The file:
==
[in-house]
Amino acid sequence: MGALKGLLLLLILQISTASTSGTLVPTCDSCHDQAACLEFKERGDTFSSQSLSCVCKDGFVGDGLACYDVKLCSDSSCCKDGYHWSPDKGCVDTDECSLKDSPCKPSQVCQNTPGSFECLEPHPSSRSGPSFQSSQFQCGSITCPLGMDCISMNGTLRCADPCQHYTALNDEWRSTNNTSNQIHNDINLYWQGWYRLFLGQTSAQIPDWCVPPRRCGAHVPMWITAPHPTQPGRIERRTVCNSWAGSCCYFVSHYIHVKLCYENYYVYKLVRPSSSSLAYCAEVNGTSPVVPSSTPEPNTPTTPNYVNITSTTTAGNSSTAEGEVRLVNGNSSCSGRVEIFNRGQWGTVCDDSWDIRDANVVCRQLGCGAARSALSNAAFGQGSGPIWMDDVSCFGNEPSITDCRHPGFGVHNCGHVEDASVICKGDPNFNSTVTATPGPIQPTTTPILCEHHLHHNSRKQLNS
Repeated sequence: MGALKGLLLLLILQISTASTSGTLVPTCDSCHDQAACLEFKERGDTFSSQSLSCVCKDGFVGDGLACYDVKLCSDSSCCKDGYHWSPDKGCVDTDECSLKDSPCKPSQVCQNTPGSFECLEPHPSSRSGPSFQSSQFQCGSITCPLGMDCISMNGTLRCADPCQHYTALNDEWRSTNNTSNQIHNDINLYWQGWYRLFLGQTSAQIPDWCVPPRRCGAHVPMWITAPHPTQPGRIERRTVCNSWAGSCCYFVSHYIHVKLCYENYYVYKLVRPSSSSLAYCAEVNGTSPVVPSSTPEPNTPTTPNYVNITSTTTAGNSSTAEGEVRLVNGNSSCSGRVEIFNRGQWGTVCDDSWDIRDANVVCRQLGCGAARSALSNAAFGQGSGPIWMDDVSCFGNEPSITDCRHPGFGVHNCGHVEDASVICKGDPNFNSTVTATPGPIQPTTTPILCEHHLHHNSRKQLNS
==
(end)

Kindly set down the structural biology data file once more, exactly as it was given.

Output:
[in-house]
Amino acid sequence: MGALKGLLLLLILQISTASTSGTLVPTCDSCHDQAACLEFKERGDTFSSQSLSCVCKDGFVGDGLACYDVKLCSDSSCCKDGYHWSPDKGCVDTDECSLKDSPCKPSQVCQNTPGSFECLEPHPSSRSGPSFQSSQFQCGSITCPLGMDCISMNGTLRCADPCQHYTALNDEWRSTNNTSNQIHNDINLYWQGWYRLFLGQTSAQIPDWCVPPRRCGAHVPMWITAPHPTQPGRIERRTVCNSWAGSCCYFVSHYIHVKLCYENYYVYKLVRPSSSSLAYCAEVNGTSPVVPSSTPEPNTPTTPNYVNITSTTTAGNSSTAEGEVRLVNGNSSCSGRVEIFNRGQWGTVCDDSWDIRDANVVCRQLGCGAARSALSNAAFGQGSGPIWMDDVSCFGNEPSITDCRHPGFGVHNCGHVEDASVICKGDPNFNSTVTATPGPIQPTTTPILCEHHLHHNSRKQLNS
Repeated sequence: MGALKGLLLLLILQISTASTSGTLVPTCDSCHDQAACLEFKERGDTFSSQSLSCVCKDGFVGDGLACYDVKLCSDSSCCKDGYHWSPDKGCVDTDECSLKDSPCKPSQVCQNTPGSFECLEPHPSSRSGPSFQSSQFQCGSITCPLGMDCISMNGTLRCADPCQHYTALNDEWRSTNNTSNQIHNDINLYWQGWYRLFLGQTSAQIPDWCVPPRRCGAHVPMWITAPHPTQPGRIERRTVCNSWAGSCCYFVSHYIHVKLCYENYYVYKLVRPSSSSLAYCAEVNGTSPVVPSSTPEPNTPTTPNYVNITSTTTAGNSSTAEGEVRLVNGNSSCSGRVEIFNRGQWGTVCDDSWDIRDANVVCRQLGCGAARSALSNAAFGQGSGPIWMDDVSCFGNEPSITDCRHPGFGVHNCGHVEDASVICKGDPNFNSTVTATPGPIQPTTTPILCEHHLHHNSRKQLNS